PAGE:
Concessions Program

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The Concession Program at Washington State Parks provides an important part of the overall park experience. Concessionaires offer many goods and services that State Parks could not, in most cases, otherwise provide. 

Concessions range from traditional food service and campground stores to recreational equipment rentals, equestrian experiences, guided tours and glamping. State Parks partners with a variety of small businesses through concession contracts to offer the public necessary and appropriate services that contribute to high quality experiences for park visitors.  

  1.                                 FAQs                                
  2. Current Concession Opportunities

Frequently asked questions

What types of concessions does State Parks have?

Washington State Parks has a wide variety of concessions across the state. Below is a general list of the types of concessions we have:

  • General park stores
  • Food and beverage concessions
  • Espresso
  • Water and winter recreation rentals
  • Guided concessions offering trips (kayaking, biking, climbing)
  • Horse riding
  • Glamping
  • Golf Courses

How long is a Concession Agreement?

Agreements vary from a couple of months to several years. The Concession Manager will work with you to determine an appropriate length. In some cases, it makes sense to write a short term (less than one year) agreement. This may be ideal for someone starting a brand-new business and would like to see how it will work in the park environment. For an established concession model such as park store or rental operation, a longer agreement would be appropriate. Most concession agreements are in five-year increments.

How do I to become a Concessionaire?  

State Parks is always looking for quality concessionaires to provide traditional park concession services as well as entrepreneurs wishing to develop and grow their own exciting food or recreational business. To become a concessionaire with the Washington State Parks there are two ways in which you can explore:

  • Respond to an opening for an existing park concession: These opportunities are generally made available to the public through a request for proposal (RFP) process.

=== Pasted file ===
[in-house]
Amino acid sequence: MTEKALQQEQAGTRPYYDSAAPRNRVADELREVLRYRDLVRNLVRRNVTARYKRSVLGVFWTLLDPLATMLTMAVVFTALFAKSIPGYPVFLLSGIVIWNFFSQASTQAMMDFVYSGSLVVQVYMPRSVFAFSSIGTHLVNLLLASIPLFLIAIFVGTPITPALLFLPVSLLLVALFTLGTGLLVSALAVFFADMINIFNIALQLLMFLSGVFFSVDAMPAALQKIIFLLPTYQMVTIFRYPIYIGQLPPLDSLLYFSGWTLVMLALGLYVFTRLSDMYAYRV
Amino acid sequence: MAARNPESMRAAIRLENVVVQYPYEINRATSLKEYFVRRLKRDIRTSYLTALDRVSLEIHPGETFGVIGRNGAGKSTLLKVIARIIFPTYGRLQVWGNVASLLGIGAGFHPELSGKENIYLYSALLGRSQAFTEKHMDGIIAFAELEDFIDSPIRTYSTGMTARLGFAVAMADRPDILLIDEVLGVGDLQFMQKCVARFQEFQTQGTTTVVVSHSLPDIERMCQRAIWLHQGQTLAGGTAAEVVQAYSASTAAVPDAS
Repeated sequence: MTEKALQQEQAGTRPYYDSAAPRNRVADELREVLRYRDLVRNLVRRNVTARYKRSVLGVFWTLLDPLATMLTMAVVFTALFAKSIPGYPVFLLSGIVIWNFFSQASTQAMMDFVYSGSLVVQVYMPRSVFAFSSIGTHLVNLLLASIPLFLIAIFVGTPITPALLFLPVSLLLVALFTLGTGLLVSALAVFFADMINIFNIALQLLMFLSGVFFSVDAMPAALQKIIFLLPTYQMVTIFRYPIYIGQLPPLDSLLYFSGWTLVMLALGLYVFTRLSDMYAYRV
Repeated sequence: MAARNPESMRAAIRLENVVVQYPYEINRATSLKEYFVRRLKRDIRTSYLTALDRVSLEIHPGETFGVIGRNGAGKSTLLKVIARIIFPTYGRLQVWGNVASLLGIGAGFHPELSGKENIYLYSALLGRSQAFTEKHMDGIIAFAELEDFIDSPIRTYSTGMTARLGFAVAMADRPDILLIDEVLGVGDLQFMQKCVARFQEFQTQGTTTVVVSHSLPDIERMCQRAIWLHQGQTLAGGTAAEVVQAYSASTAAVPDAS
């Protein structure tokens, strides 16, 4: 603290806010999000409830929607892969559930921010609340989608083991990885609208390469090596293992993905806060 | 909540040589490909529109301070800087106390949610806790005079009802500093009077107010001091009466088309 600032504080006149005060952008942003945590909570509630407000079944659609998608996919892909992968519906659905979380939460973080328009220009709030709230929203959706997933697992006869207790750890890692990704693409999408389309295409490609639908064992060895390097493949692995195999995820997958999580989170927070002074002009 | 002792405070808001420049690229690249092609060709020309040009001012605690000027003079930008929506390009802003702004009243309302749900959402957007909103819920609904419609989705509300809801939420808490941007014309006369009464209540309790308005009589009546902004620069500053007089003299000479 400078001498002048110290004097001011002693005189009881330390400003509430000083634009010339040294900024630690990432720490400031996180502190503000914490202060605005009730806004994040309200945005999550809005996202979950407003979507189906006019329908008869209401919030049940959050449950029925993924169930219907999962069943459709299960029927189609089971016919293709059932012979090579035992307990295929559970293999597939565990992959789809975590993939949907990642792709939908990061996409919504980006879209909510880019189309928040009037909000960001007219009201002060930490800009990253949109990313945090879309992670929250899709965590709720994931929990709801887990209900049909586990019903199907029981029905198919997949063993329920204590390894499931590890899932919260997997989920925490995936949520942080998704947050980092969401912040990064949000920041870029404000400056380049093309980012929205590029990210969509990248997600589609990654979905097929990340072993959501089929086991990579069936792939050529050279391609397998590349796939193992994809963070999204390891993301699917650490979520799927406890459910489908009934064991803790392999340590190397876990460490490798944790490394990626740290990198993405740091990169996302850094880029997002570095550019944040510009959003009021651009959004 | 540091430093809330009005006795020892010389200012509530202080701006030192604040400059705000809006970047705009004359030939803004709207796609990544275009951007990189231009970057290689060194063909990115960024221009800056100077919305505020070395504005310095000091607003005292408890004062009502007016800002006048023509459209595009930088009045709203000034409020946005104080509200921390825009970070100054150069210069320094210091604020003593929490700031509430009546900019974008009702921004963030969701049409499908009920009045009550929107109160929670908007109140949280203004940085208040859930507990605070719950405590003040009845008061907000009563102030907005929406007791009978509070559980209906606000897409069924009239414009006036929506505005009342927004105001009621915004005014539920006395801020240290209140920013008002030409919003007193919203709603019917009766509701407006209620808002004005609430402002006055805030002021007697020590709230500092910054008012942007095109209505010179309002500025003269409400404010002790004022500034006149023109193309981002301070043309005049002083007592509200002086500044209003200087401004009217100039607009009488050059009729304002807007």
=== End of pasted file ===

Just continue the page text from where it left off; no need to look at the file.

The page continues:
• Develop your own idea for a concession: Some of our most popular concessions have been ideas proposed by our own Concessionaires!  Do you have an exciting idea that aligns with our mission and you believe would be popular with park visitors?  We would like to hear from you!  Please contact the Concession Manager for further instruction.

How can I be notified of future openings?

To receive e-mailed notices about available concession opportunities, visit and sign up for WEBS (Washington Enterprise business Solutions).  

Registering in WEBS is free and takes 10-30 minutes to register.  It uses a commodity code system meaning that you select certain codes that are of interest to you.  

When a bid opportunity is released, the publisher also selects a commodity code that aligns with the objective.  If the codes are the same, the system will send you an email alert that there’s an opportunity that matches the code you selected.  

The commodity code normally used for our concessions is: 961-15 Concessions, Catering, Vending: Mobile and Stationary. Other commodity codes may be used depending on the type of services required, so please check all that apply to your business.  

What is the difference between a Concession Agreement and a Commercial Use Permit?

Concessions and Commercial Use within a state park have some similarities and differences.  Below are some defining characteristics of each. However, it is best for you to have a conversation with the Concession Manager to help determine what is best for your activity.

State Parks Concessions:

  • Have a fixed site within the park. This could be a brick and mortar structure, mobile stand, or a designated area within the park.
  • Have frequent or daily interaction with park patrons
  • Advertise within the park 

Commercial Use Provider

  • Uses park property for activities 
  • Has no fixed location within park
  • Charges customers a fee for service (business transactions take place off site or through a website)
  • Does not advertise within the park

For more information on Commercial Use, please visit our Commercial Use Permit page.